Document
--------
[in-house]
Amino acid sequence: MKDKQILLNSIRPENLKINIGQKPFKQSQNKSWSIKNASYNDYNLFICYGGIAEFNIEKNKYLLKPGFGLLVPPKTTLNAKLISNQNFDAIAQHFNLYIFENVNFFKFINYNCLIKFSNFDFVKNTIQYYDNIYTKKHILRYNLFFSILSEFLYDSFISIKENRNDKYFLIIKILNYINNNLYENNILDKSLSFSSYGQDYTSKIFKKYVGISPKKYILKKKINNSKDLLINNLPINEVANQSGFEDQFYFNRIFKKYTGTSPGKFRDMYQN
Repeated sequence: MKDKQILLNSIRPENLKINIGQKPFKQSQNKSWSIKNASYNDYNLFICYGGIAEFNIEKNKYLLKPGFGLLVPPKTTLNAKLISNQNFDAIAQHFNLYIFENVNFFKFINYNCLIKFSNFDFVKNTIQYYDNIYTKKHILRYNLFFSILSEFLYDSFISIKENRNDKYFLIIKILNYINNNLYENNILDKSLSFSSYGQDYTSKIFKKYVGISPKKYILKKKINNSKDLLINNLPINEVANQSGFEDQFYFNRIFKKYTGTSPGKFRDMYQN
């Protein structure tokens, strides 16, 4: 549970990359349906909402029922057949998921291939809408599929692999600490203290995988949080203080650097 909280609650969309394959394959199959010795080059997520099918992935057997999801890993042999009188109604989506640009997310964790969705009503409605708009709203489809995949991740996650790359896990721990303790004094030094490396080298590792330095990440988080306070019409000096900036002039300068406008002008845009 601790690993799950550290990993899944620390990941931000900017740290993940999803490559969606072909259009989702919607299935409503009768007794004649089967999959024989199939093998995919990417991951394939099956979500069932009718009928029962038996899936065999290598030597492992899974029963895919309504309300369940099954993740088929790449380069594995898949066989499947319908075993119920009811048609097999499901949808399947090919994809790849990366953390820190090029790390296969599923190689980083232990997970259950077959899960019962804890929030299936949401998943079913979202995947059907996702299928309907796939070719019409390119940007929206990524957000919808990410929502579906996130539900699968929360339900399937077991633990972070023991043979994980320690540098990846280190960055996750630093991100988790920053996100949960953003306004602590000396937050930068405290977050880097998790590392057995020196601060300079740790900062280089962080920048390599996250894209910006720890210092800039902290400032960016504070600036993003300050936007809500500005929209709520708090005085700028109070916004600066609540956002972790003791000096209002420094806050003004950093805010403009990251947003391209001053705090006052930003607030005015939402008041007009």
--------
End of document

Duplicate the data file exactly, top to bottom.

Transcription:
[in-house]
Amino acid sequence: MKDKQILLNSIRPENLKINIGQKPFKQSQNKSWSIKNASYNDYNLFICYGGIAEFNIEKNKYLLKPGFGLLVPPKTTLNAKLISNQNFDAIAQHFNLYIFENVNFFKFINYNCLIKFSNFDFVKNTIQYYDNIYTKKHILRYNLFFSILSEFLYDSFISIKENRNDKYFLIIKILNYINNNLYENNILDKSLSFSSYGQDYTSKIFKKYVGISPKKYILKKKINNSKDLLINNLPINEVANQSGFEDQFYFNRIFKKYTGTSPGKFRDMYQN
Repeated sequence: MKDKQILLNSIRPENLKINIGQKPFKQSQNKSWSIKNASYNDYNLFICYGGIAEFNIEKNKYLLKPGFGLLVPPKTTLNAKLISNQNFDAIAQHFNLYIFENVNFFKFINYNCLIKFSNFDFVKNTIQYYDNIYTKKHILRYNLFFSILSEFLYDSFISIKENRNDKYFLIIKILNYINNNLYENNILDKSLSFSSYGQDYTSKIFKKYVGISPKKYILKKKINNSKDLLINNLPINEVANQSGFEDQFYFNRIFKKYTGTSPGKFRDMYQN
């Protein structure tokens, strides 16, 4: 549970990359349906909402029922057949998921291939809408599929692999600490203290995988949080203080650097 909280609650969309394959394959199959010795080059997520099918992935057997999801890993042999009188109604989506640009997310964790969705009503409605708009709203489809995949991740996650790359896990721990303790004094030094490396080298590792330095990440988080306070019409000096900036002039300068406008002008845009 601790690993799950550290990993899944620390990941931000900017740290993940999803490559969606072909259009989702919607299935409503009768007794004649089967999959024989199939093998995919990417991951394939099956979500069932009718009928029962038996899936065999290598030597492992899974029963895919309504309300369940099954993740088929790449380069594995898949066989499947319908075993119920009811048609097999499901949808399947090919994809790849990366953390820190090029790390296969599923190689980083232990997970259950077959899960019962804890929030299936949401998943079913979202995947059907996702299928309907796939070719019409390119940007929206990524957000919808990410929502579906996130539900699968929360339900399937077991633990972070023991043979994980320690540098990846280190960055996750630093991100988790920053996100949960953003306004602590000396937050930068405290977050880097998790590392057995020196601060300079740790900062280089962080920048390599996250894209910006720890210092800039902290400032960016504070600036993003300050936007809500500005929209709520708090005085700028109070916004600066609540956002972790003791000096209002420094806050003004950093805010403009990251947003391209001053705090006052930003607030005015939402008041007009």